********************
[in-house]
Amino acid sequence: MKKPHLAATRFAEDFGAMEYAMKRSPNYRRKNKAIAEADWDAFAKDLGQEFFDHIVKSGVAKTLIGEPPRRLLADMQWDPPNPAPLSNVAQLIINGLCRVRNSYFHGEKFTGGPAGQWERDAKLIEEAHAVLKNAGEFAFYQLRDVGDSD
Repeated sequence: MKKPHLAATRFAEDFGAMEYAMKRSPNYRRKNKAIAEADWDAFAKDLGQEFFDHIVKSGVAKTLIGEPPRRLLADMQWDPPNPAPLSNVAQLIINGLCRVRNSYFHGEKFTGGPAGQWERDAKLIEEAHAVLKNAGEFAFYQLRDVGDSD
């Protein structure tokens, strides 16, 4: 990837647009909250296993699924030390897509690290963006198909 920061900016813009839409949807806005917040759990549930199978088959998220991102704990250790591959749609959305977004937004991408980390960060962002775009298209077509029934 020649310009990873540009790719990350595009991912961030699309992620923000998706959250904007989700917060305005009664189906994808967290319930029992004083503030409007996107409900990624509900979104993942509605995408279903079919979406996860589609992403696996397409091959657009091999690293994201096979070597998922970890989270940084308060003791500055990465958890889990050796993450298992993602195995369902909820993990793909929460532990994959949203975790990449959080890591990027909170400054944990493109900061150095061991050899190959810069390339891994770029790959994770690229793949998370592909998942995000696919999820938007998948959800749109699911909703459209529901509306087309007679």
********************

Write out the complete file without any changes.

[in-house]
Amino acid sequence: MKKPHLAATRFAEDFGAMEYAMKRSPNYRRKNKAIAEADWDAFAKDLGQEFFDHIVKSGVAKTLIGEPPRRLLADMQWDPPNPAPLSNVAQLIINGLCRVRNSYFHGEKFTGGPAGQWERDAKLIEEAHAVLKNAGEFAFYQLRDVGDSD
Repeated sequence: MKKPHLAATRFAEDFGAMEYAMKRSPNYRRKNKAIAEADWDAFAKDLGQEFFDHIVKSGVAKTLIGEPPRRLLADMQWDPPNPAPLSNVAQLIINGLCRVRNSYFHGEKFTGGPAGQWERDAKLIEEAHAVLKNAGEFAFYQLRDVGDSD
């Protein structure tokens, strides 16, 4: 990837647009909250296993699924030390897509690290963006198909 920061900016813009839409949807806005917040759990549930199978088959998220991102704990250790591959749609959305977004937004991408980390960060962002775009298209077509029934 020649310009990873540009790719990350595009991912961030699309992620923000998706959250904007989700917060305005009664189906994808967290319930029992004083503030409007996107409900990624509900979104993942509605995408279903079919979406996860589609992403696996397409091959657009091999690293994201096979070597998922970890989270940084308060003791500055990465958890889990050796993450298992993602195995369902909820993990793909929460532990994959949203975790990449959080890591990027909170400054944990493109900061150095061991050899190959810069390339891994770029790959994770690229793949998370592909998942995000696919999820938007998948959800749109699911909703459209529901509306087309007679």